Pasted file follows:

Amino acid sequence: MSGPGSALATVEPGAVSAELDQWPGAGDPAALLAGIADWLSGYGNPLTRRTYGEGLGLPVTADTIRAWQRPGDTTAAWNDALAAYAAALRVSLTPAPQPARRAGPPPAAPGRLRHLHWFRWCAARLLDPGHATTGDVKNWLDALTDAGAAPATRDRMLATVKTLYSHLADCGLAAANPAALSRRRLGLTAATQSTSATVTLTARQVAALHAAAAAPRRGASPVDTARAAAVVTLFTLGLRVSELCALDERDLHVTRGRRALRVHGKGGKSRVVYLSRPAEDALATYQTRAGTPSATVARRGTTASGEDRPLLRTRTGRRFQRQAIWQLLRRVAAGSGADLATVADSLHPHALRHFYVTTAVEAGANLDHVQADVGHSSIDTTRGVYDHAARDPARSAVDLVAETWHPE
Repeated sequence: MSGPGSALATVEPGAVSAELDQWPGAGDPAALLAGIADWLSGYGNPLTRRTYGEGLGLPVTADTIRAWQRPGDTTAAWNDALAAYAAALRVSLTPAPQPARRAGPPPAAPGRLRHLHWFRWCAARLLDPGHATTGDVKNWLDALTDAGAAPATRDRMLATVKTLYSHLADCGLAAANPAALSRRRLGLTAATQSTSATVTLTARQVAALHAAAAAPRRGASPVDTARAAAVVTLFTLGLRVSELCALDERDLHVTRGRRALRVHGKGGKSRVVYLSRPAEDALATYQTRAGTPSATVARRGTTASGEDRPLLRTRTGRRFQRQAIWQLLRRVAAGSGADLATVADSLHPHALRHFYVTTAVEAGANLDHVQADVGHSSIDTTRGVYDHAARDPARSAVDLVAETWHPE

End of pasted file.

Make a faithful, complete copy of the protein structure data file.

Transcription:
Amino acid sequence: MSGPGSALATVEPGAVSAELDQWPGAGDPAALLAGIADWLSGYGNPLTRRTYGEGLGLPVTADTIRAWQRPGDTTAAWNDALAAYAAALRVSLTPAPQPARRAGPPPAAPGRLRHLHWFRWCAARLLDPGHATTGDVKNWLDALTDAGAAPATRDRMLATVKTLYSHLADCGLAAANPAALSRRRLGLTAATQSTSATVTLTARQVAALHAAAAAPRRGASPVDTARAAAVVTLFTLGLRVSELCALDERDLHVTRGRRALRVHGKGGKSRVVYLSRPAEDALATYQTRAGTPSATVARRGTTASGEDRPLLRTRTGRRFQRQAIWQLLRRVAAGSGADLATVADSLHPHALRHFYVTTAVEAGANLDHVQADVGHSSIDTTRGVYDHAARDPARSAVDLVAETWHPE
Repeated sequence: MSGPGSALATVEPGAVSAELDQWPGAGDPAALLAGIADWLSGYGNPLTRRTYGEGLGLPVTADTIRAWQRPGDTTAAWNDALAAYAAALRVSLTPAPQPARRAGPPPAAPGRLRHLHWFRWCAARLLDPGHATTGDVKNWLDALTDAGAAPATRDRMLATVKTLYSHLADCGLAAANPAALSRRRLGLTAATQSTSATVTLTARQVAALHAAAAAPRRGASPVDTARAAAVVTLFTLGLRVSELCALDERDLHVTRGRRALRVHGKGGKSRVVYLSRPAEDALATYQTRAGTPSATVARRGTTASGEDRPLLRTRTGRRFQRQAIWQLLRRVAAGSGADLATVADSLHPHALRHFYVTTAVEAGANLDHVQADVGHSSIDTTRGVYDHAARDPARSAVDLVAETWHPE